An audience of more than 1,000 people at the 77th annual meeting of the Poudre Valley Rural Electrical Association heard how improvements in technology have not only helped PVREA retire its largest ever capital credit amount, but also install solar panels that can provide power for 1,300 Weld County homes.
The meeting, which was held April 16 at the Embassy Suites in Loveland, included an update on PVREA activities from CEO Jeff Wadsworth, as well as a report from the Tri-State Generation and Transmission Association, PVREA’s wholesale power supplier.
The 445 PVREA members in attendance also voted for three board of director positions up for re-election: two in Larimer County and one in Weld County.
Incumbents Steven Anderson and Thaine Michie, both of Larimer County, ran unopposed and were re-elected. In Weld County, incumbent Georglyn Diehl beat out challenger Maria Miller to retain her seat for another four years.
Wadsworth’s presentation focused on PVREA’s Always On concept, which entails keeping electricity flowing in an effective and affordable manner.
“Always On also means doing things on a local level—working with schools, governments and charitable organizations,” he said.
Wadsworth said last year, PVREA had its largest capital credit retirement ever, thanks to improvements in technology as well as refinancing the association’s debt. He also emphasized that PVREA remains first among co-ops for lowest electricity rates.
According to Wadsworth, PVREA installed six new and upgraded stations in 2015 and has been discussing alternative energy at the local level. He said harnessing solar energy, storing it and using it locally is in the best interest of the association’s members.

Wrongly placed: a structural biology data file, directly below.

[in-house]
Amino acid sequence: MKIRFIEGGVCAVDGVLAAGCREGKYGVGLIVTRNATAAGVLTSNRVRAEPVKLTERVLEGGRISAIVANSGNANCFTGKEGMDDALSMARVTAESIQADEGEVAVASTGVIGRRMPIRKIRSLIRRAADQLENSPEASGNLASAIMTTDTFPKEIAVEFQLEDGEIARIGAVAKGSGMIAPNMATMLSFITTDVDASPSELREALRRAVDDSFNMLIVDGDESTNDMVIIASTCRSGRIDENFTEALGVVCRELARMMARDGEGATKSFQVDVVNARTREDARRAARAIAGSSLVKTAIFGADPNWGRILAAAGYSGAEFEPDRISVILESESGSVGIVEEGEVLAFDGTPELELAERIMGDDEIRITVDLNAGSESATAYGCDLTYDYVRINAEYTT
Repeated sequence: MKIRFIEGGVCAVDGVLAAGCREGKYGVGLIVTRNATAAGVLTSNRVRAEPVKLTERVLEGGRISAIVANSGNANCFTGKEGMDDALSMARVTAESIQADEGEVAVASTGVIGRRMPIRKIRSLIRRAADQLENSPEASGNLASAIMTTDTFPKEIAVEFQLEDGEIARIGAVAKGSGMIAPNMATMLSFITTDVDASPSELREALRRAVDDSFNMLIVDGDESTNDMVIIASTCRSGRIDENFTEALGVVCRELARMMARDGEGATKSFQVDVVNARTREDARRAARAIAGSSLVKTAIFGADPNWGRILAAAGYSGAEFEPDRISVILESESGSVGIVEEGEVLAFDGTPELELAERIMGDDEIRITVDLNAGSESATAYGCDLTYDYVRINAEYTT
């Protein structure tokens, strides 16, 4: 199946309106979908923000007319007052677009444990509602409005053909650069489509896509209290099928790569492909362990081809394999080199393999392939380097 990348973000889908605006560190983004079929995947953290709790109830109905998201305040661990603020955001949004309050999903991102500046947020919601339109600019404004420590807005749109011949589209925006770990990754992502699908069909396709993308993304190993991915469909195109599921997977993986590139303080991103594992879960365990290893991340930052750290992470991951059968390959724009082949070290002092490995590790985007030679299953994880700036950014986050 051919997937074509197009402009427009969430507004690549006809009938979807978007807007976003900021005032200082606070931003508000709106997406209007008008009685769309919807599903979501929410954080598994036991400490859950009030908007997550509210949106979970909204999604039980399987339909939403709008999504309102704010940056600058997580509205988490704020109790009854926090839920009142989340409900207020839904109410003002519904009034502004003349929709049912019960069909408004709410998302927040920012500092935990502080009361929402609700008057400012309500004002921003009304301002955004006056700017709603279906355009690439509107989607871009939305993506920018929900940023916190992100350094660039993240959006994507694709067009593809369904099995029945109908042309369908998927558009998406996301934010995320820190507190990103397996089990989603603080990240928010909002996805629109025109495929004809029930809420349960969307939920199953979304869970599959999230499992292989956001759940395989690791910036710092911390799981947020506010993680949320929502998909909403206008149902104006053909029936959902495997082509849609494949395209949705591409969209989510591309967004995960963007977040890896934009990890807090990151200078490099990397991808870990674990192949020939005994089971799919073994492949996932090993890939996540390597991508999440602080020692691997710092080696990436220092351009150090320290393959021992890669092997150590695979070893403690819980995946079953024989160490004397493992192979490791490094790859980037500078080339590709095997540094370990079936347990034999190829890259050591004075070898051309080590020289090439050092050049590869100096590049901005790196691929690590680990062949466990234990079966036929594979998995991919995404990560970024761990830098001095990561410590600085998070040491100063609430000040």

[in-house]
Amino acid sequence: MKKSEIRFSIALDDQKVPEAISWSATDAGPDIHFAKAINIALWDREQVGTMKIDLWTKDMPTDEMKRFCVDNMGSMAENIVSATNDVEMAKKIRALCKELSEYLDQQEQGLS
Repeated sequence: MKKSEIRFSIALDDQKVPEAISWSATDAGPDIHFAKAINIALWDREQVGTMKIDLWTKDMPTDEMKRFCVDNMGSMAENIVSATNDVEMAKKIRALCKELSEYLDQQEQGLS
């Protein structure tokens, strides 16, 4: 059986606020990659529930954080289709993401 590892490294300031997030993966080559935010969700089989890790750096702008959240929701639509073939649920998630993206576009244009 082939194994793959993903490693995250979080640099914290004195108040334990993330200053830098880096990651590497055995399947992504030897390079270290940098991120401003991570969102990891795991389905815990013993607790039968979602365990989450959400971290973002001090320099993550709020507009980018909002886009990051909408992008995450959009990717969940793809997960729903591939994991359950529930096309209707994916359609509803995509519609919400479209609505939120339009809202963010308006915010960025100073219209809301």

Wadsworth noted how PVREA recently installed solar panels in two locations in Weld County. These panels have generated eight megawatts of electricity so far, or enough power for 1,300 homes.
“We’re making a difference right here in northern Colorado,” he said. “We’re doing this because it is at the local level and is something the membership asked for as well.”
Tri-State Generation and Transmission Senior Vice President Joel Bladow spoke about the future of power and working to keep it clean and affordable in a rapidly changing world.
“Rates are one of our biggest challenges,” he said. “We are not-for-profit, so it’s important for us to make sure that those who incur costs are paying for those costs, As a result, starting in January of this year we have a new way to charge our members.”
Bladow also discussed the stalled progress on a clean power plan, noting that the new Environmental Protection Agency rules are being challenged in court and there’s unlikely to be a decision until the end of this year.
“One of our challenges is we have this uncertainty facing us,” he said. “We need to look at all our possibilities, without spending too much money, until we know what the outcome of the EPA ruling will be.”
Bladow concluded with the observation that PVREA provides more renewable energy than Xcel. Focusing on this type of energy is “good business and it makes sense,” he said.